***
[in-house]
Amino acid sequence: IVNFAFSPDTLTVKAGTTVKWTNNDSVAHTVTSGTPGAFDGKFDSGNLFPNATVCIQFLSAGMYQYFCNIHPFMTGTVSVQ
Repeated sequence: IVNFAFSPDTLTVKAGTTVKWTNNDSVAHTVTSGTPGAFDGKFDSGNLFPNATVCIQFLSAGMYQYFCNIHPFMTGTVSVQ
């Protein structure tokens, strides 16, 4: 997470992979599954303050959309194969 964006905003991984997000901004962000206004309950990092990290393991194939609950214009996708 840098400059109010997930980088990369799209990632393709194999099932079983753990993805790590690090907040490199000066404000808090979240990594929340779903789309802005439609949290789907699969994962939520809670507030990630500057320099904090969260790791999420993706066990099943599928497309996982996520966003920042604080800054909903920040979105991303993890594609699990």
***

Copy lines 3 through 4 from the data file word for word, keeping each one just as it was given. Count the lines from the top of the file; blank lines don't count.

Repeated sequence: IVNFAFSPDTLTVKAGTTVKWTNNDSVAHTVTSGTPGAFDGKFDSGNLFPNATVCIQFLSAGMYQYFCNIHPFMTGTVSVQ
């Protein structure tokens, strides 16, 4: 997470992979599954303050959309194969 964006905003991984997000901004962000206004309950990092990290393991194939609950214009996708 840098400059109010997930980088990369799209990632393709194999099932079983753990993805790590690090907040490199000066404000808090979240990594929340779903789309802005439609949290789907699969994962939520809670507030990630500057320099904090969260790791999420993706066990099943599928497309996982996520966003920042604080800054909903920040979105991303993890594609699990």